A team of fire scientists is adding smarts to the lowly wood stove - Technical.ly Baltimore


Jun. 12, 2017 12:45 pm

A team of fire scientists is adding smarts to the lowly wood stove

MF Fire, which is based in the Open Works makerspace, recently began shipping its Catalyst stove. Regulatory changes coming in 2020 could have big implications for the startup.

Taylor Myers, Paul LaPorte and Ryan Fisher of MF Fire.

(Photo by Stephen Babcock)

Inside one of the partitioned studio spaces at Open Works, Taylor Myers showed off MF Fire’s wood-burning stove on a recent morning.

The Catalyst appears a little bigger than most models, but most of what sets it apart is what you can’t see.

“We use a controller to automatically regulate the fire and keep burning in the sweet spot, which makes the burn more clean, efficient and it’s significantly easier to use,” said Myers, who invented the stove along with Ryan Fisher. “The thing that we’re most proud of is it’s much, much safer. We’ve put in some automatic features that prevent chimney fires.”

And there’s an app where a user can control temperature and monitor the status of the fire inside. Throughout, it’s collecting data to learn more about the environmental conditions as well as when the user likes to burn.

“The system can improve itself so you get better and better performance,” said Paul LaPorte, the company’s CEO.

The stove’s development began on the National Mall. Myers and Fisher met as grad students at the University of Maryland’s Fire Protection Engineering program in College Park, and they first competed in the national Wood Stove Decathlon in 2013. Among top industry companies represented, their stove was recognized for energy efficiency.

So they continued to develop it, receiving licensing from the university and funding from TEDCO. They met LaPorte through the latter, and he joined as CEO in 2015.

The move to bring on an outside CEO is a tale often heard in Technical.ly circles: Being a top-notch technical founder may ensure a solid product, but business chops are necessarily guaranteed.

“Neither of us had a manufacturing background at the time. Making a consumer product that’s cut bent, welded, painted, shipped across the country was quite the challenge,” Fisher said, noting that they work with a contract manufacturer in Western Maryland.


The Catalyst stove. (Courtesy photo)

An MF Fire wood stove. (Courtesy photo)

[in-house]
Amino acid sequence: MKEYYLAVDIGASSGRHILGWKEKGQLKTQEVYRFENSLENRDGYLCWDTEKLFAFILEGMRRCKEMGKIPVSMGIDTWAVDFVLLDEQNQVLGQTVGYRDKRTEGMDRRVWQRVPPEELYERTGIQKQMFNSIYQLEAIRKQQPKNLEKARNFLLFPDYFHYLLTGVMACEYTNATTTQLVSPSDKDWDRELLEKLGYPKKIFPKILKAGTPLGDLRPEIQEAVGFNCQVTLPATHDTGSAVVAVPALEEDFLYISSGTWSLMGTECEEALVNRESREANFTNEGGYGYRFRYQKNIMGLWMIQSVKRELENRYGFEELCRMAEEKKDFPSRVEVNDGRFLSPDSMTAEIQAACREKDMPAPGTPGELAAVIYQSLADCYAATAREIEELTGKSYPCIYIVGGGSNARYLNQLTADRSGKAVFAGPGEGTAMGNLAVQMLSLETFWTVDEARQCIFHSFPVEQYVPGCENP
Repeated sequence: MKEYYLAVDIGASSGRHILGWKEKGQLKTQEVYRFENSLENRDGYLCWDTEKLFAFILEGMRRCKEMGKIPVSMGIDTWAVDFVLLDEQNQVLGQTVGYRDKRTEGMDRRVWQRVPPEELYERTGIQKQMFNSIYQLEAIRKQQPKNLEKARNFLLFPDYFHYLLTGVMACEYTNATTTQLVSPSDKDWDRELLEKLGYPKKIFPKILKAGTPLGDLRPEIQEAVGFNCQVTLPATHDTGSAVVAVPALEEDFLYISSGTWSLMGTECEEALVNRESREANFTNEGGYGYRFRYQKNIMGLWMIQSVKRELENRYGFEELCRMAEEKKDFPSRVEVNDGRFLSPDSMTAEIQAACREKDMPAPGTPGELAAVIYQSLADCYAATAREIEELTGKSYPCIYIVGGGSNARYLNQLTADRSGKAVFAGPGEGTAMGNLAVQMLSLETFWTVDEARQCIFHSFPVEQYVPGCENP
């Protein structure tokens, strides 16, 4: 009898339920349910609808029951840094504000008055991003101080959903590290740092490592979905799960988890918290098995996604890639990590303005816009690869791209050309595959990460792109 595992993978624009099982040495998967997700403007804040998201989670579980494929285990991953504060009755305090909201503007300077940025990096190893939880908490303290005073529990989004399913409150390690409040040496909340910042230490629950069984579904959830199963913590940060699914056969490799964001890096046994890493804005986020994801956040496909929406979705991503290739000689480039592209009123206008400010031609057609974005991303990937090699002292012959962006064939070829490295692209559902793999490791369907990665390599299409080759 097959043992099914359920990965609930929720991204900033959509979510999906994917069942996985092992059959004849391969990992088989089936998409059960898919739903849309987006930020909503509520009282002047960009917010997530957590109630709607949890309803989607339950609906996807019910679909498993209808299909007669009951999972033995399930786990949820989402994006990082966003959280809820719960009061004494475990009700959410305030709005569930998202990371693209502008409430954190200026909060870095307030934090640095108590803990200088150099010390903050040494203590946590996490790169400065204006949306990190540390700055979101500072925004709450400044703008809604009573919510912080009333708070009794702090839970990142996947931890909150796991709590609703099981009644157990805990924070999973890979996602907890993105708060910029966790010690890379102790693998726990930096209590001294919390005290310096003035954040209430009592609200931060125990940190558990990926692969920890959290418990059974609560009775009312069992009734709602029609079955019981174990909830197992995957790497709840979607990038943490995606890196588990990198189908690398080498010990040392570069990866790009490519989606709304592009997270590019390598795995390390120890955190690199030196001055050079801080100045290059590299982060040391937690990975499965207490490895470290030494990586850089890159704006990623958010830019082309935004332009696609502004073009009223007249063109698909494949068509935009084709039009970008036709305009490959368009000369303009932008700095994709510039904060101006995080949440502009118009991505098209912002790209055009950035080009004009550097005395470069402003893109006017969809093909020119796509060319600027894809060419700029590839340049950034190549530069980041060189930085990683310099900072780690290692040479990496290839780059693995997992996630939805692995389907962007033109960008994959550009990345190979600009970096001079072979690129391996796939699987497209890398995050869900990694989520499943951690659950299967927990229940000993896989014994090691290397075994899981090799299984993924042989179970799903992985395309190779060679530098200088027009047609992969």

The first stoves started shipping last month. With the new product, they’re entering a market with big players that haven’t seen much change. They’re looking to stand out with energy efficiency and using digital selling and marketing that will help reach customers looking for a new take on an old-fashioned product. (It’s worth noting a startup in Brooklyn that also works to bring 21st-century smarts to the world of fire. BioLite focuses mostly on outdoor wood stoves.)

Once again, however, a call from D.C. could prove most consequential for MF Fire.

While wood burning doesn’t usually get the attention of climate watchers, scientists have been working to understand how soot has been impacting climate change for years. U.S. Environmental Protection Agency regulations approved during President Barack Obama’s term are requiring new wood stoves sold after 2020 to emit less soot, and reduce emissions.

From a marketplace perspective, Myers believes the new regulations will reduce the number of acceptable wood stoves that are available from 248 to 50 — or about 85 percent of the current models. While competitors may have to make changes, Myers said the Catalyst already passes the regulations.

“You have a really interesting business dynamic that’s going to shake things up,” LaPorte said.

While the Catalyst is shipping, new products are in development. With the move to Open Works, MF Fire has access to tools that are helping that process, and the company recently brought on a fourth employee to work on that effort. Being located in Baltimore also means they are close to other space and spots that they can tap into, LaPorte said.

“As we scale, there’s ample resources both people-wise and location-wise,” he said, voicing a desire to “keep the jobs focused right here.”



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